UNITED NATIONS – The U.N. Security Council scheduled a vote Friday on a resolution that would authorize U.N. monitors to observe the implementation of a cease-fire in Yemen's strategic port city of Hodeida and the withdrawal of rival forces — potential breakthroughs in the four-year civil war.
The U.N. envoy for Yemen, Martin Griffiths, called for urgent deployment of U.N. monitors as "an essential part of the confidence" needed to help implement the Dec. 13 cease-fire agreement between Yemen's government and Houthi Shiite rebels and the "phased but rapid mutual withdrawals" of fighters from the main port in Hodeida and two others in the province as well as from Hodeida city.
The fragile cease-fire has halted months of heavy fighting in Hodeida, through which the country imports 70 percent of its food and humanitarian aid. But the Saudi-led coalition backing the government bombed an air base in the rebel-held capital of Sanaa on Wednesday, and Yemeni officials have also reported sporadic artillery and automatic weapons fire.
After intense negotiations over the past week on a British-drafted resolution that would authorize U.N. monitors — including over whether to condemn Iran for supplying weapons to the Houthis which the U.S. wanted and Russia strongly opposed — the United States surprised the council by circulating a stripped-down rival resolution Thursday.
It is exceedingly rare for allies to present rival resolutions to the Security Council.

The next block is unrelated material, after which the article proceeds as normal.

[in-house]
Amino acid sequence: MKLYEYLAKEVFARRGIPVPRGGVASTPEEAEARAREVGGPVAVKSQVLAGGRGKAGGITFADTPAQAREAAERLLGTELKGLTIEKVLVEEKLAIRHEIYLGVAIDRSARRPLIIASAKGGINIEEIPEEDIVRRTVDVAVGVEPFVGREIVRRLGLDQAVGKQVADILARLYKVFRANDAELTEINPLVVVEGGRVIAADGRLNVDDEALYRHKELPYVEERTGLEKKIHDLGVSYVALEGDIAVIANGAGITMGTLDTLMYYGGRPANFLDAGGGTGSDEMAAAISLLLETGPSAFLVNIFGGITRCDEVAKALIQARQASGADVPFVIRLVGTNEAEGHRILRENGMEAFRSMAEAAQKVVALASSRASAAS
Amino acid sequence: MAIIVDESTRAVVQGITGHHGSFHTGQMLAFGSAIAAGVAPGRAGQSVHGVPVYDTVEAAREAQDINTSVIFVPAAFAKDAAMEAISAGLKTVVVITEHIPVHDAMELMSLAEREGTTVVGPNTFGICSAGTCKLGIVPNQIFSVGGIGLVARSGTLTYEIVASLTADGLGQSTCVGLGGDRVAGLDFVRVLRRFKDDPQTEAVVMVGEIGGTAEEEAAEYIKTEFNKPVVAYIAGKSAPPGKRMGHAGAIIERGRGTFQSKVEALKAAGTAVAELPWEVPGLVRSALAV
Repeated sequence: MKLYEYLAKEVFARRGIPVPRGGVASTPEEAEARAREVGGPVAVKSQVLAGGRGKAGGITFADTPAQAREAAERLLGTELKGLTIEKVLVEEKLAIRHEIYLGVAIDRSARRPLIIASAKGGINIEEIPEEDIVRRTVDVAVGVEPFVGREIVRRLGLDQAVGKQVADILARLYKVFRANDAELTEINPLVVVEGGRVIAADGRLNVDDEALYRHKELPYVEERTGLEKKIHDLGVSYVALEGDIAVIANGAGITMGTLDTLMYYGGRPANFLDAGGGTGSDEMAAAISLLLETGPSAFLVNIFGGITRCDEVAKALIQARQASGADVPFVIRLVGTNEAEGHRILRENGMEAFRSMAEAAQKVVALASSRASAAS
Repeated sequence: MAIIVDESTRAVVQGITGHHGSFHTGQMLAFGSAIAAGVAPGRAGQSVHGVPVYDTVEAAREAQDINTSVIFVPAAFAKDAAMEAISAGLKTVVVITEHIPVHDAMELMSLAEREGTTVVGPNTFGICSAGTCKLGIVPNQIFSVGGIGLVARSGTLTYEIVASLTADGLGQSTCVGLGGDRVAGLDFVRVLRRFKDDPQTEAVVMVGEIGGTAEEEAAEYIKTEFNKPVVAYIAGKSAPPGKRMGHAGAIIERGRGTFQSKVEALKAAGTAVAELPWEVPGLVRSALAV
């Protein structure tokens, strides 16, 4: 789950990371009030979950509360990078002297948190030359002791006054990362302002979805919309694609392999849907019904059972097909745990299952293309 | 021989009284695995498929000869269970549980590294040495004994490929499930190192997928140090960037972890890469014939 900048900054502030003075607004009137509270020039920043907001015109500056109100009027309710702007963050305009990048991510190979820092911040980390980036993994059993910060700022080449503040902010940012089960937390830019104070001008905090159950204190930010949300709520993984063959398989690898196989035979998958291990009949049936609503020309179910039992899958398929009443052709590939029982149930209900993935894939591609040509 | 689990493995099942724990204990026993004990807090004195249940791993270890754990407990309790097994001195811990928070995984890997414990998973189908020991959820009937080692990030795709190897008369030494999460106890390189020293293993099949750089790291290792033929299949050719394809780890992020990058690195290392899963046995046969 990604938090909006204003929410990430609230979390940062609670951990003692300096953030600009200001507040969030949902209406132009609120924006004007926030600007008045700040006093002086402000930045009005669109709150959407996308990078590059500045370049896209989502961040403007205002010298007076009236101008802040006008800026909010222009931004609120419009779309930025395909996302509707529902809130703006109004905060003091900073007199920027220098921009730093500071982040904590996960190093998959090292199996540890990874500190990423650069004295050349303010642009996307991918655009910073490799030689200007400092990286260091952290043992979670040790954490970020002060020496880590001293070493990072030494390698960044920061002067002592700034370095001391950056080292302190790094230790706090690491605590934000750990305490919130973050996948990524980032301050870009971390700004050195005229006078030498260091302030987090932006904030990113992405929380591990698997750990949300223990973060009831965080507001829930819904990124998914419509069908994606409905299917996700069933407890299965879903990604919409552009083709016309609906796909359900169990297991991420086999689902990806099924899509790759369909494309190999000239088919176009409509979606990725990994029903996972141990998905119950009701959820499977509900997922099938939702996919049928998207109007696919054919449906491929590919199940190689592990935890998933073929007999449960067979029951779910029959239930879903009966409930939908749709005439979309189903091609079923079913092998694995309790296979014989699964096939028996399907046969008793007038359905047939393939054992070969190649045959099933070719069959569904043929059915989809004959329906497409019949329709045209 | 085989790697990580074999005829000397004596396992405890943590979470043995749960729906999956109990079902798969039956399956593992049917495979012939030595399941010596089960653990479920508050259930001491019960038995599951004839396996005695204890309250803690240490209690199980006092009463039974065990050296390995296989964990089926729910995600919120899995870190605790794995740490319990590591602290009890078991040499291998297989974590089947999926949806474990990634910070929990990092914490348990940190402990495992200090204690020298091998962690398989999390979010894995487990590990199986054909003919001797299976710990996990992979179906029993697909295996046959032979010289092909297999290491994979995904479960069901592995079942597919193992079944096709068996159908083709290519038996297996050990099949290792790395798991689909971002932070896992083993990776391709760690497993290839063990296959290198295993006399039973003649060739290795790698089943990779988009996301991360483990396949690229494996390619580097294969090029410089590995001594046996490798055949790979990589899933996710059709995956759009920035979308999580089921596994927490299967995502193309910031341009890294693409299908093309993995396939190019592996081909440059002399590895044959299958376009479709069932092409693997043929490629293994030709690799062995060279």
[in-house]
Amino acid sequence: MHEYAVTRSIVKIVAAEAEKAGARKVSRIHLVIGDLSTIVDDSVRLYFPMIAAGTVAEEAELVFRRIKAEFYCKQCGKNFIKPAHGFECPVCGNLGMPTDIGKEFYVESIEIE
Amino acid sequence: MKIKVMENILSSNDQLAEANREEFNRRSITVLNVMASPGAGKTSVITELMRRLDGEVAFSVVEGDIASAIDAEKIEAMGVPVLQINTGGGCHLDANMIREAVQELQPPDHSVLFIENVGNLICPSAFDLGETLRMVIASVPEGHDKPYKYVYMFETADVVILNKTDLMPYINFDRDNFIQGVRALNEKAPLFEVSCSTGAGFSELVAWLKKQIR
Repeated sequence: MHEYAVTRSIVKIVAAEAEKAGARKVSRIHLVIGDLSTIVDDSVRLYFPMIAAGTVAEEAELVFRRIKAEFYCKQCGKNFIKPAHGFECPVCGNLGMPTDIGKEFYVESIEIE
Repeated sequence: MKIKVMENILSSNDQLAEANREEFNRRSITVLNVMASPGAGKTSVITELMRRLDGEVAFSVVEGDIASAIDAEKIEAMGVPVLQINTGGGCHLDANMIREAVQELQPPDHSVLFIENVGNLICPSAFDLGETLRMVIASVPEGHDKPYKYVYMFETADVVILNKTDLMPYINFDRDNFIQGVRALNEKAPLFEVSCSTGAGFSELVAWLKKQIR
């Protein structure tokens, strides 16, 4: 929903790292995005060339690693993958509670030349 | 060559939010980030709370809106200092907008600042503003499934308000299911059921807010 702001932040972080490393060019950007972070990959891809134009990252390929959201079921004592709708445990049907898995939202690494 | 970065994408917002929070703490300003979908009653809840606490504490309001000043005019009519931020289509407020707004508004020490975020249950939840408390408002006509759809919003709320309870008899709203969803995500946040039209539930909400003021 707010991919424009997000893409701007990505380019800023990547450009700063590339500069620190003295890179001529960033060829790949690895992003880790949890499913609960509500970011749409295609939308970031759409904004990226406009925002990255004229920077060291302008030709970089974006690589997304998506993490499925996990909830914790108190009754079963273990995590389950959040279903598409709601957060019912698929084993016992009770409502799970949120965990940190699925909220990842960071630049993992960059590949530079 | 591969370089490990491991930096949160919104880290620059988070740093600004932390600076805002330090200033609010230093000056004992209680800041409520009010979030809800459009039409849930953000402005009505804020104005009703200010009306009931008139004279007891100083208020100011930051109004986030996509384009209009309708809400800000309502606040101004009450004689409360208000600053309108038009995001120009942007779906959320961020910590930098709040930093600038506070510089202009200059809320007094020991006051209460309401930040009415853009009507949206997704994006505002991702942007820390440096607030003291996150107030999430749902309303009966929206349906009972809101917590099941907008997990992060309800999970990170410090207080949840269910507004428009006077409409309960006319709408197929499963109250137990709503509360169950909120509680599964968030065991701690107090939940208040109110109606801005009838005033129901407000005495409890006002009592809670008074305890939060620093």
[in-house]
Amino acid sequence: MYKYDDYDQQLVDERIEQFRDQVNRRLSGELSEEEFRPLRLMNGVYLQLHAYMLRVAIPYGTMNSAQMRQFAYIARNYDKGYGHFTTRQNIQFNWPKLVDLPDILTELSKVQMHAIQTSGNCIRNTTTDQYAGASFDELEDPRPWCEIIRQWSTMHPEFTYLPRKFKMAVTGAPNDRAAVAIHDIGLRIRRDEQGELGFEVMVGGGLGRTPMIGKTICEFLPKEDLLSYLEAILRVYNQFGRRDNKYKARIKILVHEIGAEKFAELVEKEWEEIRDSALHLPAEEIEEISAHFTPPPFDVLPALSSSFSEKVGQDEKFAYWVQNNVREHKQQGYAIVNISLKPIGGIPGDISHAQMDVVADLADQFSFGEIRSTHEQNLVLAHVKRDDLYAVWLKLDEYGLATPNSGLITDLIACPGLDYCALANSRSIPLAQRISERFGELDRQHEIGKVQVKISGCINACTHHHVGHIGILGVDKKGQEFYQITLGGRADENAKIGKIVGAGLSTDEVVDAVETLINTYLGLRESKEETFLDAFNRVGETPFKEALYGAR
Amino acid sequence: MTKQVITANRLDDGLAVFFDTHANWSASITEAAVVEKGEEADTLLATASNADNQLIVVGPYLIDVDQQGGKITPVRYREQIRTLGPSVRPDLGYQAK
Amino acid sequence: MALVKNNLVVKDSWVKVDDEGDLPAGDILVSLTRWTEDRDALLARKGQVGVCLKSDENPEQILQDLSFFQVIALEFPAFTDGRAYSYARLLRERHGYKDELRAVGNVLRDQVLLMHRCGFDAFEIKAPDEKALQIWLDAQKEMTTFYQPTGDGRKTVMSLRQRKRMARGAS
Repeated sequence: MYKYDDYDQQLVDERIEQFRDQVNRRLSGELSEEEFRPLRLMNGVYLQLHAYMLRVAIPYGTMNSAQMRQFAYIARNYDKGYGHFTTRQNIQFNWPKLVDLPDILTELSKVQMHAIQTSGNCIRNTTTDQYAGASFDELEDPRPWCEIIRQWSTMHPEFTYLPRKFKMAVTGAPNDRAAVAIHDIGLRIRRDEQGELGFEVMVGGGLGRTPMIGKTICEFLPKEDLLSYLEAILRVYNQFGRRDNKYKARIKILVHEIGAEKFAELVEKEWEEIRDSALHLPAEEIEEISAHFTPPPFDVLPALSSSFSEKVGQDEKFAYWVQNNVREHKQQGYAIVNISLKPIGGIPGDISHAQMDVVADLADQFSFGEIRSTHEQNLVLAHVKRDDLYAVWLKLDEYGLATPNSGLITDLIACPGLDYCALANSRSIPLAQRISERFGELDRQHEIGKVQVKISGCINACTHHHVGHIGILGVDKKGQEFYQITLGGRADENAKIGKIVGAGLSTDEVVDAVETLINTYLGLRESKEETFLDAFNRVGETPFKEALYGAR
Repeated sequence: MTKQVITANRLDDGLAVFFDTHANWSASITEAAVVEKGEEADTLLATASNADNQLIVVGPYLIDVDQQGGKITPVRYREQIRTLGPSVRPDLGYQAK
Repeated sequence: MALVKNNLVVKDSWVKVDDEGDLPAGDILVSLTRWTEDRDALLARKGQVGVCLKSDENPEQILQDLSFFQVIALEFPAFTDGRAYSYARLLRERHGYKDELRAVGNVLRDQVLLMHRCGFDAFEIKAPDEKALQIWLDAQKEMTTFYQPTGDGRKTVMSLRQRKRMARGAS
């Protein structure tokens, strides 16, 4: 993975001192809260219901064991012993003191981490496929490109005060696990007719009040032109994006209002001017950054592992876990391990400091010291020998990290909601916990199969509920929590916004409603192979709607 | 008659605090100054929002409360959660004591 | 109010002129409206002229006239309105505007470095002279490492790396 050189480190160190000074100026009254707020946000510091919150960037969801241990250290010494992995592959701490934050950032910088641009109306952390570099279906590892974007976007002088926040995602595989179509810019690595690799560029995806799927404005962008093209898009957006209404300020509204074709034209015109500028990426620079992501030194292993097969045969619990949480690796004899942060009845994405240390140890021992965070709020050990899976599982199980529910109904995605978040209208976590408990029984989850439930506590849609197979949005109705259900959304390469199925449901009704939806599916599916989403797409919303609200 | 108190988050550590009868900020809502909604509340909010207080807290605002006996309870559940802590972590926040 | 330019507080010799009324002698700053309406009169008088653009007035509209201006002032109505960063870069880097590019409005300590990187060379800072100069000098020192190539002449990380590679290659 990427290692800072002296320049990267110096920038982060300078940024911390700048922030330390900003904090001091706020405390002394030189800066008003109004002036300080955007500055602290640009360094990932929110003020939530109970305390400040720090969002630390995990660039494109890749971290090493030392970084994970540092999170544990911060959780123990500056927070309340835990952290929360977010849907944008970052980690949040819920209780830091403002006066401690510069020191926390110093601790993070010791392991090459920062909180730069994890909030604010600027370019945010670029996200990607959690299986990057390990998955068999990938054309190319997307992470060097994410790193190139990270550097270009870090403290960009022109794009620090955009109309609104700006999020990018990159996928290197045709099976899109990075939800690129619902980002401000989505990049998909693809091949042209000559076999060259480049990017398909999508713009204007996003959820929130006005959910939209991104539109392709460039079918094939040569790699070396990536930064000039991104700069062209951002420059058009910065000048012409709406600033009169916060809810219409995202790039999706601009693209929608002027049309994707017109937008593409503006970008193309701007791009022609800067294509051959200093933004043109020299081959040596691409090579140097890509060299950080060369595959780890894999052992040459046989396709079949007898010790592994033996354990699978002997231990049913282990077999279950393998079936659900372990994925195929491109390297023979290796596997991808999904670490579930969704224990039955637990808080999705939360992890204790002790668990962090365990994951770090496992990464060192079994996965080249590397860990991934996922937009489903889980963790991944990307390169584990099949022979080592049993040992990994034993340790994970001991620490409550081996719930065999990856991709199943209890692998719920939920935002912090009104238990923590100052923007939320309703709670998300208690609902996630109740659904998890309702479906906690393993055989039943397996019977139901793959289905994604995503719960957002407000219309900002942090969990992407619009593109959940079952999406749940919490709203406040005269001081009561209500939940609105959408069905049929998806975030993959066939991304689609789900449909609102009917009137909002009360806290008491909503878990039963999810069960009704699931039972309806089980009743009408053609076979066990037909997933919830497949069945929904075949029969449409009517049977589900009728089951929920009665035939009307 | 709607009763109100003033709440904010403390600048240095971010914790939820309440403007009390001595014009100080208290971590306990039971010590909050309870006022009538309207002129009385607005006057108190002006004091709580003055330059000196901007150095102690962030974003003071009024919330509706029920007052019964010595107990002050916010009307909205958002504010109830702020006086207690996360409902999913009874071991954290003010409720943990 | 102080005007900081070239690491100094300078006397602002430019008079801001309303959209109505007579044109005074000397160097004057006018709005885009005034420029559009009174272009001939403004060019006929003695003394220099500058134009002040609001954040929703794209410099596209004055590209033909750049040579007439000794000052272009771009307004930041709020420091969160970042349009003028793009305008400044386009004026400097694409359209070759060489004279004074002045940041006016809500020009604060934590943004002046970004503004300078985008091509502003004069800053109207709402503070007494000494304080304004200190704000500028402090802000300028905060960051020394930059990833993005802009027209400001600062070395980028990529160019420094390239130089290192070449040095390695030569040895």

The British responded by putting their draft in a final form that can be voted on, and diplomats said it will be put to a vote on Friday morning.
If the British resolution doesn't get a minimum nine "yes" votes or is vetoed by another permanent member — the U.S., Russia, China or France — the United States could then seek a vote on its rival draft.
The British draft would authorize U.N. Secretary-General Antonio Guterres "to establish and deploy, for an initial period of 30 days ... an advance team to begin monitoring and to support and facilitate the immediate implementation of the Stockholm agreement."
It endorses the agreement and also requests Guterres to submit proposals "as soon as possible before Dec. 31" on how the U.N. will fully support the cease-fire, the redeployment of the rival forces from the Hodeida area. and other provisions in the accord.
In response to Russia's threatened veto of the resolution if a reference to Iran was kept in the resolution, the text now condemns "the supply, from whatever source, of weapons and associated material in contravention of the arms embargo" against the Houthis in 2015
The British draft also addresses the dire humanitarian situation in Yemen and backs Griffiths' efforts to facilitate "an inclusive political process."